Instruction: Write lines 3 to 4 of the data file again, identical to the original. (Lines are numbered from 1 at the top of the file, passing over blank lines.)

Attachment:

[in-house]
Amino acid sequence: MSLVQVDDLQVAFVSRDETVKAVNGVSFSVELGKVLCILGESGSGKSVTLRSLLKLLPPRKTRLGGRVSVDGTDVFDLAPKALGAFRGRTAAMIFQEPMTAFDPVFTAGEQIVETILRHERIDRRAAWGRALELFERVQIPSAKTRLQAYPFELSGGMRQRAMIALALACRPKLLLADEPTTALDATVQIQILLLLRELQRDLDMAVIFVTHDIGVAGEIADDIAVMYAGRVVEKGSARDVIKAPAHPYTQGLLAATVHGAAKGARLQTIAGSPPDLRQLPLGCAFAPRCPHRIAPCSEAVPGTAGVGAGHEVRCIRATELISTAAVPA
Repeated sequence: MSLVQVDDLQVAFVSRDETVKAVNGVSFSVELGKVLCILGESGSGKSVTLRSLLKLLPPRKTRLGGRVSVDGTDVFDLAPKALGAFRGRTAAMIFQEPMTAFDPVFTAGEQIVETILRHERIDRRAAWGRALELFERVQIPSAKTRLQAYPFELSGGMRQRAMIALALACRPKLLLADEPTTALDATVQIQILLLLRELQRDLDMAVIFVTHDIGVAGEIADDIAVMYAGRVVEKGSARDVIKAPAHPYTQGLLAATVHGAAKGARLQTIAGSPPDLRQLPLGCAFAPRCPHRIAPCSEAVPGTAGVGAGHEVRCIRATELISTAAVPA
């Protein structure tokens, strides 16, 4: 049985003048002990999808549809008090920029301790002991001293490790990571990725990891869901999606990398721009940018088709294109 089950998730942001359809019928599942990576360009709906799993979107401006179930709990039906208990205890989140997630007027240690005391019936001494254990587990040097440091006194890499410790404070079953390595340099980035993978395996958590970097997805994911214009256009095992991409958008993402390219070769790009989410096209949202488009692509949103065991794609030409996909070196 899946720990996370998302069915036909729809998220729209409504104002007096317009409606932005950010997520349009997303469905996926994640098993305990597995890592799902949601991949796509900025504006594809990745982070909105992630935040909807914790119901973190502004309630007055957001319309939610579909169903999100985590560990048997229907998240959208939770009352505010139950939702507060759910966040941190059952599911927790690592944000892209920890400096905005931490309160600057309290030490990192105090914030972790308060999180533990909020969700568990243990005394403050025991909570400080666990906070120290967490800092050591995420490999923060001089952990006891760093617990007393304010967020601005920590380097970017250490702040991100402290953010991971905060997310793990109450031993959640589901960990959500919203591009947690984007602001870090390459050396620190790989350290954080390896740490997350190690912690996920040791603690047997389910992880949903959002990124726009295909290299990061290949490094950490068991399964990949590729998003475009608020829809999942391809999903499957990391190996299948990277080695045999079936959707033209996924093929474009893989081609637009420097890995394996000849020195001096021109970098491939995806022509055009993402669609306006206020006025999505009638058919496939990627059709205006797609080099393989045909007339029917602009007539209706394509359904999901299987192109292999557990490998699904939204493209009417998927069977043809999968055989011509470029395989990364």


Repeated sequence: MSLVQVDDLQVAFVSRDETVKAVNGVSFSVELGKVLCILGESGSGKSVTLRSLLKLLPPRKTRLGGRVSVDGTDVFDLAPKALGAFRGRTAAMIFQEPMTAFDPVFTAGEQIVETILRHERIDRRAAWGRALELFERVQIPSAKTRLQAYPFELSGGMRQRAMIALALACRPKLLLADEPTTALDATVQIQILLLLRELQRDLDMAVIFVTHDIGVAGEIADDIAVMYAGRVVEKGSARDVIKAPAHPYTQGLLAATVHGAAKGARLQTIAGSPPDLRQLPLGCAFAPRCPHRIAPCSEAVPGTAGVGAGHEVRCIRATELISTAAVPA
């Protein structure tokens, strides 16, 4: 049985003048002990999808549809008090920029301790002991001293490790990571990725990891869901999606990398721009940018088709294109 089950998730942001359809019928599942990576360009709906799993979107401006179930709990039906208990205890989140997630007027240690005391019936001494254990587990040097440091006194890499410790404070079953390595340099980035993978395996958590970097997805994911214009256009095992991409958008993402390219070769790009989410096209949202488009692509949103065991794609030409996909070196 899946720990996370998302069915036909729809998220729209409504104002007096317009409606932005950010997520349009997303469905996926994640098993305990597995890592799902949601991949796509900025504006594809990745982070909105992630935040909807914790119901973190502004309630007055957001319309939610579909169903999100985590560990048997229907998240959208939770009352505010139950939702507060759910966040941190059952599911927790690592944000892209920890400096905005931490309160600057309290030490990192105090914030972790308060999180533990909020969700568990243990005394403050025991909570400080666990906070120290967490800092050591995420490999923060001089952990006891760093617990007393304010967020601005920590380097970017250490702040991100402290953010991971905060997310793990109450031993959640589901960990959500919203591009947690984007602001870090390459050396620190790989350290954080390896740490997350190690912690996920040791603690047997389910992880949903959002990124726009295909290299990061290949490094950490068991399964990949590729998003475009608020829809999942391809999903499957990391190996299948990277080695045999079936959707033209996924093929474009893989081609637009420097890995394996000849020195001096021109970098491939995806022509055009993402669609306006206020006025999505009638058919496939990627059709205006797609080099393989045909007339029917602009007539209706394509359904999901299987192109292999557990490998699904939204493209009417998927069977043809999968055989011509470029395989990364």